“We’ve seen a flood of new regulations in the last several years, and that means a company like ours has to make compliance a priority if we want to be able to serve the market while satisfying our regulatory obligations.”

“Flood” is a more than adequate way to describe the amount of rules that erupted in the wake of the 2008 subprime fiasco. President Obama signed the Dodd-Frank Wall Street Reform and Consumer Protection Act in July 2010. The reforms includes sixteen titles with hundreds of strict rules designed to prevent another crisis. Title 14 covers mortgage reform and antipredatory lending and calls for the creation of the Bureau of Consumer Financial Protection. The title requires mortgage sellers to avoid lending to borrowers who may default on their loans and outlines rules for data collection and stricter underwriting. In addition to rules governing appraisals, rates, and loan modifications, Title 14 outlines minimum standards borrowers must meet, including “ability to pay” parameters.

Grassi says the important and weighty legislation might have unintended consequences. Smaller banks and mortgage companies unable or unwilling to assume greater risk and expense may have to exit the business, consolidate, or cease offering certain products and services. Others must hire and train dedicated compliance officers and other personnel solely to deal with Dodd-Frank’s regulations.

“A company hoping to compete in the modern financial era must hire industry experts, and Prospect Mortgage has worked diligently to build a robust compliance and legal staff capable of dealing with evolving regulations,” Grassi says.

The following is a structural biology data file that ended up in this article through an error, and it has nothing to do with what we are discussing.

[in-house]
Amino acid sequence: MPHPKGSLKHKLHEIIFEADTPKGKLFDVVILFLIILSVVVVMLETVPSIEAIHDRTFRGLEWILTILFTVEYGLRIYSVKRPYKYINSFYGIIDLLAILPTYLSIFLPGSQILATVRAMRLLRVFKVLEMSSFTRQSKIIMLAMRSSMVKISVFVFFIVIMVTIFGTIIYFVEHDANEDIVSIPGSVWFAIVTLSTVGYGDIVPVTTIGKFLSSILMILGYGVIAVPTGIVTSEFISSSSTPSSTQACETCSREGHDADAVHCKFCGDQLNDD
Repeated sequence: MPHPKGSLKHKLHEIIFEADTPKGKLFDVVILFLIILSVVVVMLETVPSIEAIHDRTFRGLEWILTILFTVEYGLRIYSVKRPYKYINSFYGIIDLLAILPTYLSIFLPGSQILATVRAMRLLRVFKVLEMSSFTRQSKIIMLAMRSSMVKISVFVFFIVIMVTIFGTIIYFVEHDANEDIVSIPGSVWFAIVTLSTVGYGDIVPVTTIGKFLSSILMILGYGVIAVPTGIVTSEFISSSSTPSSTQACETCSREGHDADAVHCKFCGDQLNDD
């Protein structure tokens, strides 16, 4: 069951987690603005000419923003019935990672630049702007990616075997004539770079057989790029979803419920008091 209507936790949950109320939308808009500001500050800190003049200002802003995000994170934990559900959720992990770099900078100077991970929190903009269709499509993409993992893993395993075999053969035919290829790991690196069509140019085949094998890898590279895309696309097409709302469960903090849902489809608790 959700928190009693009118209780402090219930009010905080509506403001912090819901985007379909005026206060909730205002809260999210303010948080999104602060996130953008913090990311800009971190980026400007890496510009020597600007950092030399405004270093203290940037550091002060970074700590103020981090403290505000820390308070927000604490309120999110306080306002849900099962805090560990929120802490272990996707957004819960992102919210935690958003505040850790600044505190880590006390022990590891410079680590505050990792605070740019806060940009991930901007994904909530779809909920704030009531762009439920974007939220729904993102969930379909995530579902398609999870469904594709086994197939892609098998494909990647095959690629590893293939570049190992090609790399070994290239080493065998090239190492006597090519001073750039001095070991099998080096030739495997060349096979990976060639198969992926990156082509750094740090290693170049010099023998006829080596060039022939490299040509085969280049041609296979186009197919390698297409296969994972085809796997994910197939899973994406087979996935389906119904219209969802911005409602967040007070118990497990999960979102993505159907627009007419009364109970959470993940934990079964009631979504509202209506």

In some ways, the experience has changed Grassi as a leader.

“I’ve always believed in hiring good people and then giving them the freedom to operate, but in regulatory and compliance, it’s more important than ever to be able to trust that your team has the necessary depth of expertise in their area.”

He and his team reach out to state regulatory bodies to educate themselves on certain rules and verify that they understand what’s intended by various regulations. Then, they communicate their findings internally and steer company strategy accordingly.

Grassi expects more changes for Dodd-Frank later in 2017 and beyond.

“These are all important and mostly positive changes, but the cost of implementing them is significant,” he says. “We want to make sure no qualified consumer is cut off from lending as a result.”

Big companies can more easily absorb the expenses associated with changes to business processes and technology. Smaller companies have to improve efficiencies, find other solutions, or consolidate. Despite the challenges, Grassi says Prospect Mortgage is well-positioned. It’s lending money and borrowers are buying homes. As the market evolves, the company will be there to help citizens find and realize the American dream.

WHO WE ARE: PROSPECT

An entrepreneurial company, Prospect Mortgage is growing at a time when other lenders are shrinking and closing. Our business model was formed during a challenging market, so we know what it takes to survive and meet customer and employee needs during these tough times. Headquartered in Sherman Oaks, California, Prospect Mortgage is one of the largest independent residential retail mortgage lenders in the United States. It is backed by Sterling Partners, a growth-oriented private equity firm with approximately $5 billion in assets under management and offices in Chicago, Baltimore, and Miami.